We have discussed the evolution of vulnerability management from a tactical tool to a much more strategic platform providing decision support for folks to more effectively prioritize security operations and resource allocation. But some vendors may not manage to effectively broaden their platforms sufficiently to remain competitive and fully satisfy their customer requirements. So at some point you may face a replacement decision, or to put it more kindly, a decision of evolution or revolution for your vulnerability/threat management platform.

Last year we researched whether to replace your SIEM/Log Management platform. That research provides an in-depth process for revisiting your requirements, re-evaluating your existing tool, making a decision about whether to replace or not, negotiating the deal, and migrating to the new platform.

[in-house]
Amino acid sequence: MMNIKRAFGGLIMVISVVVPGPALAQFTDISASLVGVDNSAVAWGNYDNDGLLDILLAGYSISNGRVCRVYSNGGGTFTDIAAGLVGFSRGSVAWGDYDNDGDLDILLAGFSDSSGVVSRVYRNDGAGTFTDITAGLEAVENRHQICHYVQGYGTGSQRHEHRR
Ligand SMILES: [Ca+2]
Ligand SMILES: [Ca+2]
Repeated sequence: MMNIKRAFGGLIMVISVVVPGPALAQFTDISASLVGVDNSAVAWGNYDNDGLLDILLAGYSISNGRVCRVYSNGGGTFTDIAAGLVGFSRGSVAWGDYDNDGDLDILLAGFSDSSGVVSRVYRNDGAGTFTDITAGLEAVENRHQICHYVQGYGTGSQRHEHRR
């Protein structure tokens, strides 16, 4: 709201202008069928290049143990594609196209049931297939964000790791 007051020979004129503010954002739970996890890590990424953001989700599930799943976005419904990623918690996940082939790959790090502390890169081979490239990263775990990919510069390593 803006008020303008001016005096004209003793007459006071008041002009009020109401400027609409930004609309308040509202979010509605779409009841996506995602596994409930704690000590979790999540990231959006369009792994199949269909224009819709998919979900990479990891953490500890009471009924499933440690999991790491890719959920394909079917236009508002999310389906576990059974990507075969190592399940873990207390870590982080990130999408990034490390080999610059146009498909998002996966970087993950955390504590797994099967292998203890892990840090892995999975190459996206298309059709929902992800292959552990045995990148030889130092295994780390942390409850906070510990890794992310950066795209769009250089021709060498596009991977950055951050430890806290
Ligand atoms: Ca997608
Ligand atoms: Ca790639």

If and when you face a similar decision regarding your vulnerability management platform the process will be largely the same, so check out that research for detail on the replacement process. The difference is that, unlike SIEM platforms, most organizations are not totally unhappy with their current vulnerability tools. And again, in most cases a revolution decision results from the need to utilize additional capabilities available with a competing platform, instead of because the existing tool simply cannot be made to work.

The Replacement Decision

Let’s start with the obvious: you aren’t really making a decision on the vulnerability management offering – it’s more of a recommendation. The final decision will likely be made in the executive suite. That’s why your process focuses initially on gathering data (quantitative when possible) – because you will need to defend your recommendation until the purchase order is signed. And probably afterwards, especially if a large ‘strategic’ vendor provides your currently VM scanner.